Anyway, cool topic--thanks for the poll! Or should I say symbolically .
(This post was edited by CuriousG on Jul 24, 4:37pm)
wonders if that's once reason why music is so popular - as well as being fun and asking searching questions from time to time, perhaps it helps those with the inner voice to silence it for a while (which is why he listens to music at work).
It might also explain why I'm not much into music. I prefer silence around my home so that I can hear the wind and the birds (there's sod-all traffic around here).
It's an intriguing question. Do you think there might be something to that?
That's probably why I'm in the Grammar Police and Spelling Police. I really rein myself in, though, so I'm not constantly correcting people. But you folks are messing with my head!! Right now, as I type, I'm saying the words in my head, along with the song "Mr. Brightside", by The Killers. There is no actual music playing in the room, though.
And it hasn't changed over the years. I've often struggled with putting my nonverbal thoughts and ideas into words. (For my high school yearbook I quoted from Kahlil Gibran, "You would know in words that which you have always known in thought.")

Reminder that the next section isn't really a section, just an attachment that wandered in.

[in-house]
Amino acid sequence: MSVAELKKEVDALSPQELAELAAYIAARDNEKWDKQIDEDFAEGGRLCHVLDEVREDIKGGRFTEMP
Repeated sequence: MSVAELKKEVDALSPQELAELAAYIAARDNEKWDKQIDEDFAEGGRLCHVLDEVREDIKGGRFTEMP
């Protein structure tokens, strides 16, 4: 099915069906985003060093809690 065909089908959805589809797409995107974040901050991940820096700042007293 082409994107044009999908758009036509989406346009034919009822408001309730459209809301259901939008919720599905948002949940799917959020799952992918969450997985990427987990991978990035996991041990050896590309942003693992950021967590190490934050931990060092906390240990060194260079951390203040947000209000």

Then at other times I can't get my brain to shut up and stop talking - usually when I'm riled up about something! My brain argues with other people. But maybe that's just how I let off steam.
Don't you love it when those little quotes pop into your mind? They help to confirm an action - or non-action. It's as if you've gone straight to the author for advice!
I guess after a lifetime of it, I have learned to cope. I think it also helps me to be very organized. Someone on the outside of my head might not believe that previous statement, but, really, you should see my mental lists! The only time I have ever had to write things down was when I was planning my wedding and made two appointments at the same time on the same day. I finally got a planner to keep track of it all. Nowadays, it's still all in my head, but I have a paper backup.